It’s Hall of Fame Week at Umpbump. We’ll be taking a look at the guys on the ballot and giving you our take on who does and doesn’t belong in Cooperstown. Making his 14th appearance on the HOF ballot: Jim Rice, one of the most dominant hitters of any 10-year period. But did his career have the longevity to get him the brass plaque?
I know that Jim Rice’s career numbers make him a borderline candidate for the Hall of Fame. I know that, if selected, those numbers would put him in the bottom quartile. But you know what? Someone has to be. We can’t all be valedictorians. We can’t all win gold medals. We can’t all date Angelina Jolie. Some of us have to be in the bottom half of the class. Someone has to win the bronze. Someone has to end up with Jennifer Aniston. Why not Jim Rice?
Because although Jim Rice’s 16 years in the majors are on the short side for the Hall, Jim Ed’s fast rise, complete dominance during his prime, and durability for most of those years should be enough to make up for that. No, he did not manage to hang on through his late 30s, and thus could not pad his career offensive numbers like so many other HOFers. And yet, if I may be forgiven for quoting my own article from last week’s Boston Metro:
In 1975, he was one of many glorious Red Sox rookies and finished third in MVP voting and second in the Rookie of the Year tally. In ’77, ’78 and ’79, he was in his prime. He hit more than 35 homers in each of those three years, while also collecting over 200 hits — the only major-league player to ever accomplish that feat.
Six times did Rice finished in the top five in the MVP balloting. Eight times was Rice elected an All-Star. And perhaps most impressive to me, twice did Rice break his bat on a checked swing alone. An ash bat. In the pre-steroids era. Yes, Rice had a temper, but so did many other Hall of Famers. In Rice’s defense, it can’t have been easy working for a deeply racist organization—an organization that was the last major league club to integrate and which, for season after season, would only field one African American player at a time. Add the fact that Boston is a tough media town, and you have a recipe for surliness. There’s the famous incident in which he strode into the stands at Yankee stadium to get his hat back from the impertinent fan who had to foolishly swiped it. But he also entered the stands on another, less noted occasion: in Fenway, when a child had been struck by a foul ball. He carried the boy into the clubhouse for treatment.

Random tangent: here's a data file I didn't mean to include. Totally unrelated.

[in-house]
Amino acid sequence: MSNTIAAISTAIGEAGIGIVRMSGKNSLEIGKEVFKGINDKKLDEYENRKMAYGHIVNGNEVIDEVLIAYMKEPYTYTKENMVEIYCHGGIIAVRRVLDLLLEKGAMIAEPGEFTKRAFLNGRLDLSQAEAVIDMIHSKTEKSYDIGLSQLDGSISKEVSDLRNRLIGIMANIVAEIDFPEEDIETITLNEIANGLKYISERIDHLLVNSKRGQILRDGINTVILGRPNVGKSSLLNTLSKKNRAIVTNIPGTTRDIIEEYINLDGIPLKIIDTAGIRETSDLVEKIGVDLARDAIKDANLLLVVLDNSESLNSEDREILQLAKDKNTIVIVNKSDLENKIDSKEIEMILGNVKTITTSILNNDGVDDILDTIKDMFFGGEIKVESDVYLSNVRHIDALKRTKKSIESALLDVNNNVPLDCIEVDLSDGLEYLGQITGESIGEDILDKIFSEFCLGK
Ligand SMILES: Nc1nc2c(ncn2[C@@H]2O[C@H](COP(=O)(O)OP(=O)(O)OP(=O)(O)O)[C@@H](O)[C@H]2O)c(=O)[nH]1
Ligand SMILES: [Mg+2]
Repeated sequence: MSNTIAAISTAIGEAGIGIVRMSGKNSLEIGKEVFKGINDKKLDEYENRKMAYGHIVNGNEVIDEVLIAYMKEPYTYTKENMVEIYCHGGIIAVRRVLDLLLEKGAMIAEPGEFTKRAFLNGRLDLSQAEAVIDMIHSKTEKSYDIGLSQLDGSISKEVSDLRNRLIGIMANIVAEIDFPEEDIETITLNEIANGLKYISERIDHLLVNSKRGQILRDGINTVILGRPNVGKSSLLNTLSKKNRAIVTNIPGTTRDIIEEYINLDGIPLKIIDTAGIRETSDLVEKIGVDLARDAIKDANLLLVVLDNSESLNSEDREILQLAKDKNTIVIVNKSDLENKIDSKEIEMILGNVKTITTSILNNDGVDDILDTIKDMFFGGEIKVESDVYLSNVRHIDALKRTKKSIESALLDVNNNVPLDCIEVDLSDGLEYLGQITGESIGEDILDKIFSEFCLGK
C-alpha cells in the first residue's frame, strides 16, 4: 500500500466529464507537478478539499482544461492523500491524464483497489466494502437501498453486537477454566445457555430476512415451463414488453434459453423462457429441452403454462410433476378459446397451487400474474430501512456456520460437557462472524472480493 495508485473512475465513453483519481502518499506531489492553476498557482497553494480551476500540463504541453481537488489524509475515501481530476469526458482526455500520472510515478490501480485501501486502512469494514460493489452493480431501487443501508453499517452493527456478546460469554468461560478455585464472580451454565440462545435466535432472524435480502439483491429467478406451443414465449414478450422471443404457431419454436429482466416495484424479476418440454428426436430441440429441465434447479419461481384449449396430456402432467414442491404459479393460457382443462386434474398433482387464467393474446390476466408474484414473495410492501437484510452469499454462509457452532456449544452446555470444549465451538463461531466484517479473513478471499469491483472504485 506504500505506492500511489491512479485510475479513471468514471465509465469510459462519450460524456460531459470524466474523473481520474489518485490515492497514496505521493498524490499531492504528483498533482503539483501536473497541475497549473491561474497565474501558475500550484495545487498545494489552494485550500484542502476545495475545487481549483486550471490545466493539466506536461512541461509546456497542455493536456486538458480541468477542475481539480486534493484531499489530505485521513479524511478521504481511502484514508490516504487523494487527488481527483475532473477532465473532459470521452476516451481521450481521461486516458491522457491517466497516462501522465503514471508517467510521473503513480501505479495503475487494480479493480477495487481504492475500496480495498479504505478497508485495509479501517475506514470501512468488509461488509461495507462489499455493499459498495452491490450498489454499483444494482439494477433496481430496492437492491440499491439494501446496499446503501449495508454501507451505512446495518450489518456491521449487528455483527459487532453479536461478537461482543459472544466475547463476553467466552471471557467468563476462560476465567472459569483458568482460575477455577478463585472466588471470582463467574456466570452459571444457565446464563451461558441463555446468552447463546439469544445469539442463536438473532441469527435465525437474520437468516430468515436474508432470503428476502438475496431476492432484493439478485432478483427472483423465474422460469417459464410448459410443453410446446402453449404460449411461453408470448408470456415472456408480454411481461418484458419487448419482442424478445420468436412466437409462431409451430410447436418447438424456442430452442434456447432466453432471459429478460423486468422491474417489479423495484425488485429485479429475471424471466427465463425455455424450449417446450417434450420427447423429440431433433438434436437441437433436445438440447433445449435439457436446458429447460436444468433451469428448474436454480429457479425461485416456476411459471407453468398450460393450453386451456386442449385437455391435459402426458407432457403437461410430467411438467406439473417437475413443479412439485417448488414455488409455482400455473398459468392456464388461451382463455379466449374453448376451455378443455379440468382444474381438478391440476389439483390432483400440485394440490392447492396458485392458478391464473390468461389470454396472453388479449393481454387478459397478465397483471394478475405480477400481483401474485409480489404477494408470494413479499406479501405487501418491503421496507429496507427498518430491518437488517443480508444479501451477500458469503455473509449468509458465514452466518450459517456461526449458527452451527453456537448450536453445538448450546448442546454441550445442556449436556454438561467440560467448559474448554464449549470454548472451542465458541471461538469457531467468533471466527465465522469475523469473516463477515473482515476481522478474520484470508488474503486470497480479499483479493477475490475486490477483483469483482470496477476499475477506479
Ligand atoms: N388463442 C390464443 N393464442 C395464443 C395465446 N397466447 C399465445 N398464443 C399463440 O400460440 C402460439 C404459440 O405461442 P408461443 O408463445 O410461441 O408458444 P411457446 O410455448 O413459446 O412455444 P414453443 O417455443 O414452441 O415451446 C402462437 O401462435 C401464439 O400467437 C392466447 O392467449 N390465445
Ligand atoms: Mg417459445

And for those who say that Rice had no speed? In 1975, his rookie season, he led the team in steals. Sure, he only had 10—but then, the Red Sox organization has never been known for encouraging the stolen base. But to accuse him of no speed? In 1978, he led the majors in triples. During the same annus mirabilis, he also led baseball in homers and RBI—and he’s the only player to ever lead baseball in triples, homers, and RBI. That year also made him one of only a handful of players to collect 400 total bases in a season—putting him in the company of Joe DiMaggio and Hank Aaron. In fact, though Rice is now remembered as a lead-footed, perennially injured slugger, he was actually possessed of the rare ability to hit for both power and average. Though his lifetime batting average of .298 and 382 total home runs may not look like much on their own, look at them together and the impact is powerful: out of all retired players, Rice ranks tenth in terms of batting average and homers. Needless to say, those players (Hank Aaron, Jimmie Foxx, Lou Gehrig, Mickey Mantle, Willie Mays, Stan Musial, Mel Ott, Babe Ruth, and Ted Williams) are all in the Hall of Fame.
As for his defense, which is either overlooked or derided, Paul White at BaseballLibrary has done a nice job of applying modern defensive stats to Rice’s glove, and showing that his numbers weren’t substantially different from his outfield contemporary, eight-time Gold Glove winner Dwight Evans:
Rice’s career range factor was 2.10, Evans’ was 2.11. Rice’s career total of Fielding Runs, as calculated by Total Baseball, was 71; Evans’ was 76. Rice threw out a baserunner once every 11.3 games he played in the outfield; Evans did so once every 13.7 games.
Sure, Evans made fewer errors and Fenway’s right field is more difficult than its left field. Nonetheless, let this put to rest the unfair accusation that Rice’s “poor defense” should keep him out of Cooperstown.
Many have looked at Rice’s numbers, and seen his name included on the ballot every year for fourteen years, and wondered why he continues to garner enough votes to stay on that ballot—while somehow always falling short of never the support needed to actually be elected. Are the same old codgers who may have gotten the rough side of Rice’s tongue now bearing grudges against the slugger-turned-hitting coach-turned-broadcaster? I hope not. Because no Red Sox has worn Jim Ed’s number 14 since he retired. In a decade that saw few excellent hitters and even fewer excellent power hitters, he was the best. He was the last man any pitcher wanted to see stepping into the batter’s box with the game on the line. And the Red Sox are just waiting for Cooperstown to call. And as soon as they do—if they do—number 14 will hang in right field forever.